‘Moor Voices’, supported by Arts Council England, will culminate in outdoor performances  on both Dartmoor and Exmoor of a play which deals with the possibility of matriarchal societies in the Bronze Age, suggested by the mythology associated with marine mammals. The project will involve community cast members, emerging artists and  professional practitioners who will help to deliver the project alongside the MED Theatre team. Schools in the surrounding areas of Dartmoor and Exmoor will be given the opportunity to take part in workshops inspired by the project and one of the final performances will be live-streamed to allow audiences around the world to watch online.‘Moor Voices’ is being co-ordinated by Florrie Taylor who will be working with us for a year beginning in September 2019.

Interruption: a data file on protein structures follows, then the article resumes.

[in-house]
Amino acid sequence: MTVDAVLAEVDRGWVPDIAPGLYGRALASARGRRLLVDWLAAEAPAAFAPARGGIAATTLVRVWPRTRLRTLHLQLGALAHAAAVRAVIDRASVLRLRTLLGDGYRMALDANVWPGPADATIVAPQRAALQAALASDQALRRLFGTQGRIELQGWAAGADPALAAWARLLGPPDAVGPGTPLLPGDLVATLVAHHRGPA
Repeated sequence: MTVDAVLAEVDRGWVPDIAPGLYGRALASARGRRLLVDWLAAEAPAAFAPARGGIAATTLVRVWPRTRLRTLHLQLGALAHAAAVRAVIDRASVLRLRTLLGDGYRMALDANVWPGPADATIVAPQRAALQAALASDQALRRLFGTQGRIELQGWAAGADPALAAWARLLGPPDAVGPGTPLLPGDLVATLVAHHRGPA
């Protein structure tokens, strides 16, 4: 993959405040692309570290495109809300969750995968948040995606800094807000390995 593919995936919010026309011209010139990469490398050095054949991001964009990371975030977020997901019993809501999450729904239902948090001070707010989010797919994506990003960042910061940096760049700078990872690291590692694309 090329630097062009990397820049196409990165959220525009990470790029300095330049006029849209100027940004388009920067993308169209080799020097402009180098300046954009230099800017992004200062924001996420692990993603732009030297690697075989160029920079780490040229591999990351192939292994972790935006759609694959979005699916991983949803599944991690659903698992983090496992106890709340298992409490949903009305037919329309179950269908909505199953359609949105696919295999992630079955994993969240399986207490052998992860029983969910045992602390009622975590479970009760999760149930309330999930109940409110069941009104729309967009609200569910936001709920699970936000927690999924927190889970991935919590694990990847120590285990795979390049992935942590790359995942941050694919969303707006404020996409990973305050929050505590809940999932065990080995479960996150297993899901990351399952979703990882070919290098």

The play which has emerged from the project – Dart and Eske – uses the myth of Brutus the Trojan landing in Devon at the end of the Bronze Age, as narrated by Geoffrey of Monmouth in the 11th century, over two thousand years later. The play mixes this with the Ancient Greek myth of the Golden Apples of the Hesperides, guarded by Ladon, offspring of Ceto the Whale goddesses, as well as Celtic legends of selchies and the Inuit story of the seal goddess Sedna. All this is underpinned by the archaeology of possibly the most important Bronze Age landscape in Europe.

William of Malmesbury and Geoffrey Gaimar, provide colourful and different versions of the love triangle between Aelfthryth, daughter of Ordgar Earl of Devon, her first husband Ethelwold Earl of East Anglia and his best friend King Edgar – a triangle which sowed the seeds of the tragedy that was to befall England at the turn of the millennium. Gaimar and Malmesbury’s historical credentials are open to question, but their storytelling helps to fill out the sparse record of the Anglo-Saxon Chronicle, and the often oblique light shed by charters and other contemporary documents.